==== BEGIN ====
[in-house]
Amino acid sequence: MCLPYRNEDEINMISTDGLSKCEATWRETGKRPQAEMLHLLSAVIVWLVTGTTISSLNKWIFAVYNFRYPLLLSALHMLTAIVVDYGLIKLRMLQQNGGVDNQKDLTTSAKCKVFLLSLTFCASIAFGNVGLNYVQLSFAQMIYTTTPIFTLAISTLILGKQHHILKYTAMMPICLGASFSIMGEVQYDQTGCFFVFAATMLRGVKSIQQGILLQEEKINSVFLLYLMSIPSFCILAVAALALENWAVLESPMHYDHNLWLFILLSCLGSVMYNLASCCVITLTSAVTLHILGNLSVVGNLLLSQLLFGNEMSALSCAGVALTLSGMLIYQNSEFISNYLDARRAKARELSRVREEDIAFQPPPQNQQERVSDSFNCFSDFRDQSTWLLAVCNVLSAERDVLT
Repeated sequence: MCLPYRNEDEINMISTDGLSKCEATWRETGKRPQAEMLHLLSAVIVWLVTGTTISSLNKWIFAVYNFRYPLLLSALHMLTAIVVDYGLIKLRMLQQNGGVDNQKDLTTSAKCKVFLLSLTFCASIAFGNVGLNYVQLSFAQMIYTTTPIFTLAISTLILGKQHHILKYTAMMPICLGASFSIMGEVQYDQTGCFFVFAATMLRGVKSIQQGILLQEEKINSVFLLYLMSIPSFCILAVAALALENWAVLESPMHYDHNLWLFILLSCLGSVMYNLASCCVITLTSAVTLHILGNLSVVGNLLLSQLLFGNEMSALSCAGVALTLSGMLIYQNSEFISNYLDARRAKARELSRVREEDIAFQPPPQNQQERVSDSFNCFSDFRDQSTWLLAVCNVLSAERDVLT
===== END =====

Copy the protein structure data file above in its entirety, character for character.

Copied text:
[in-house]
Amino acid sequence: MCLPYRNEDEINMISTDGLSKCEATWRETGKRPQAEMLHLLSAVIVWLVTGTTISSLNKWIFAVYNFRYPLLLSALHMLTAIVVDYGLIKLRMLQQNGGVDNQKDLTTSAKCKVFLLSLTFCASIAFGNVGLNYVQLSFAQMIYTTTPIFTLAISTLILGKQHHILKYTAMMPICLGASFSIMGEVQYDQTGCFFVFAATMLRGVKSIQQGILLQEEKINSVFLLYLMSIPSFCILAVAALALENWAVLESPMHYDHNLWLFILLSCLGSVMYNLASCCVITLTSAVTLHILGNLSVVGNLLLSQLLFGNEMSALSCAGVALTLSGMLIYQNSEFISNYLDARRAKARELSRVREEDIAFQPPPQNQQERVSDSFNCFSDFRDQSTWLLAVCNVLSAERDVLT
Repeated sequence: MCLPYRNEDEINMISTDGLSKCEATWRETGKRPQAEMLHLLSAVIVWLVTGTTISSLNKWIFAVYNFRYPLLLSALHMLTAIVVDYGLIKLRMLQQNGGVDNQKDLTTSAKCKVFLLSLTFCASIAFGNVGLNYVQLSFAQMIYTTTPIFTLAISTLILGKQHHILKYTAMMPICLGASFSIMGEVQYDQTGCFFVFAATMLRGVKSIQQGILLQEEKINSVFLLYLMSIPSFCILAVAALALENWAVLESPMHYDHNLWLFILLSCLGSVMYNLASCCVITLTSAVTLHILGNLSVVGNLLLSQLLFGNEMSALSCAGVALTLSGMLIYQNSEFISNYLDARRAKARELSRVREEDIAFQPPPQNQQERVSDSFNCFSDFRDQSTWLLAVCNVLSAERDVLT